Tents were set up for activities to be held outdoors and promptly blew down making it necessary to move many of the Community Day events at Jacob’s Church indoors.
Several people commented on the great smell coming from the grills. Ben Zoghby, last year’s winner, was back for a another try at coming in first with his ribs and chicken thighs with a secret sauce. Cody Madtes from Kempton offered meat balls, bacon and chicken. Earl Muth of Pleasant Corners was forming hamburgers but the great smell was soon coming from his grill also.
The road past Weisenberg Lutheran Church was closed Nov. 12 for a very important affair.
A monument was being dedicated to the veterans with the monument in the cemetery and the audience across the road.
Master of Ceremony Charles “Skip” Mikosky said a committee was formed at Weisenberg Church to give recognition to church members who were veterans.
Two plaques had been made but a plaque was not enough for the 90 names that were found.
The mission statement of the Weisenberg Lowhill Historical Society includes culture as an item of prime interest in the two townships.
Members brought their artwork to the Werley’s Corner headquarters of the society from Nov. 3-5, as art is a major part of a community’s culture.
The artists attending the Work of Our Hands art show told visitors about their work and why they enjoy it.
The Seipstown Grange has been helping people in the community in addition to being an educational organization for farmers for 102 years.
Seipstown Grange 1657 was formed in April 29, 1915. Early meetings were held in the little red schoolhouse in Seipstown, then Literary Hall, now the Weisenberg Township Municipal Building, and the K.G.E. Hall in Claussville.
A building committee was formed in 1947 and the lower level of the Grange Hall on Claussville Road was dedicated in 1951. The second floor was completed in 1961.
Forgotten Felines and Fidos had an open house and wine tasting on Sept. 23.
The plan was to find homes for some of the 100 cats living at the facility, along Mountain Road, Germansville.
The sign at the entrance of the shelter points to 9-Lives Boulevard, a private road.
Flutations, a four-person flute choir based in Allentown, provided gentle music for the tasting.
Attendees at St. Peter’s UCC Lynnville’s children’s harvest party talked about the hayride a week earlier at the church and how much they enjoyed it.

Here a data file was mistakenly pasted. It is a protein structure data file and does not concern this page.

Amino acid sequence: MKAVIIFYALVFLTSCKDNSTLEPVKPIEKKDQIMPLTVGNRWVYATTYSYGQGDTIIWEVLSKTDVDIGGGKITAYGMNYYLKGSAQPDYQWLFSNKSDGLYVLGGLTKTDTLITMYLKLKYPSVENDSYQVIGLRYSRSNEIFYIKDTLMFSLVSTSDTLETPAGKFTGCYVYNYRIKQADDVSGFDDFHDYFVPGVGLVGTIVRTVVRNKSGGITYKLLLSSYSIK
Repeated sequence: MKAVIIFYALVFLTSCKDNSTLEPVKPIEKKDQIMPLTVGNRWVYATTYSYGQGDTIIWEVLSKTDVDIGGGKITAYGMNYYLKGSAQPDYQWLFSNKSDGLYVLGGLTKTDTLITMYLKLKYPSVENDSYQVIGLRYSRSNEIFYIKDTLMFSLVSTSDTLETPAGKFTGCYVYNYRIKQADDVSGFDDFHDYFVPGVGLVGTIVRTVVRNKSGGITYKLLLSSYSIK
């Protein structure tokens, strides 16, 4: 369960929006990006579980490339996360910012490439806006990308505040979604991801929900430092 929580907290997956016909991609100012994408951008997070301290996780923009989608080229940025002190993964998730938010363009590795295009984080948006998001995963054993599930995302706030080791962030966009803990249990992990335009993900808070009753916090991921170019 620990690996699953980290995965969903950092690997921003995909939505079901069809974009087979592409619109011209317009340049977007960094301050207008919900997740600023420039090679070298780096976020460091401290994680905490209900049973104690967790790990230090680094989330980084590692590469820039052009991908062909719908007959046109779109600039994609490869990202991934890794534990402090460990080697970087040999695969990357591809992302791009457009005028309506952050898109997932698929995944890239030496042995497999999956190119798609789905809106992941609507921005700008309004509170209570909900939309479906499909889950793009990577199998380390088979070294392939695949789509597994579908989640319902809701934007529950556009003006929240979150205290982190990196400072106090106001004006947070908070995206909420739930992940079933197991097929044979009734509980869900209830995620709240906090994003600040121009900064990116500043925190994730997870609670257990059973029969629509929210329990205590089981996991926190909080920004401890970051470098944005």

Now, they were back for some children’s activities.
Jack o’ Lanterns were first on the agenda, though there were a few squeals as kids felt the insides of a pumpkin. Seeds were saved to be taken home and roasted with recipes discussed.
Pastor Rebekah Thomas made a dirt cake and she read a poem, “I’m Like the Christian Pumpkin.” The pastor also took on the chore of showing the kids how to dunk for apples.
Kathy Hermany reported to the Northwestern Recreation Commission most of the money from vendors has been received and only a few bills are outstanding.
Vendors earned $50 to $100 less than last year as the fireworks began early due to the strong possibility of rain.
“Thank you, Kathy and all the volunteers,” Rec Commission President Don Link said. “It’s a big job you pulled off.”
When we set Night in the Country up, we planned Kathy would be paid but she has refused to accept pay, Link said.
There are four candidates for the four open seats for four-year terms on the Northwestern Lehigh School Board. In addition, there is only one candidate seeking the open two-year term on the board.
Marci Handwerk Piescienski, James Warfel, Alan L. Rex and Todd Hernandez have all cross-filed on the Democrat and Republican tickets for the four-year terms.
Phillip Toll is unchallenged for his bid for a two-year term on the board.
Marci Handwerk Piescienski said she is running to be a school board director as she wants to support quality schools and education.
Noel Bond of Kempton, spent his summer interning at the Gates of the Arctic National Park and Preserve in the interior of Alaska.
Through the Student Conservation Association, people can choose 20 places they would like to work.
He chose from the National Parks and Forests segment.
Bond was asked by the Albany Township Historical Society to talk about his experiences to a gathering Oct. 20 at New Bethel Church, Kempton.
When historical society President Lucy Muth introduced Bond, she said he was always adventurous.
“Ghost stories without history are not ghost stories,” said Charles Adams III, as he began a talk to the Palmerton Area Historical Society at the Little White Church, Third Street, Palmerton.
Adams has written more than 30 books about ghosts beginning with “Ghost Stories of the Lehigh Valley.”
“It’s not a belief in ghosts; its understanding what they are,” Adams said. “To me, it’s just energy from a past time.
“Einstein said energy cannot be destroyed. If they tore this church down, my energy would still be here.”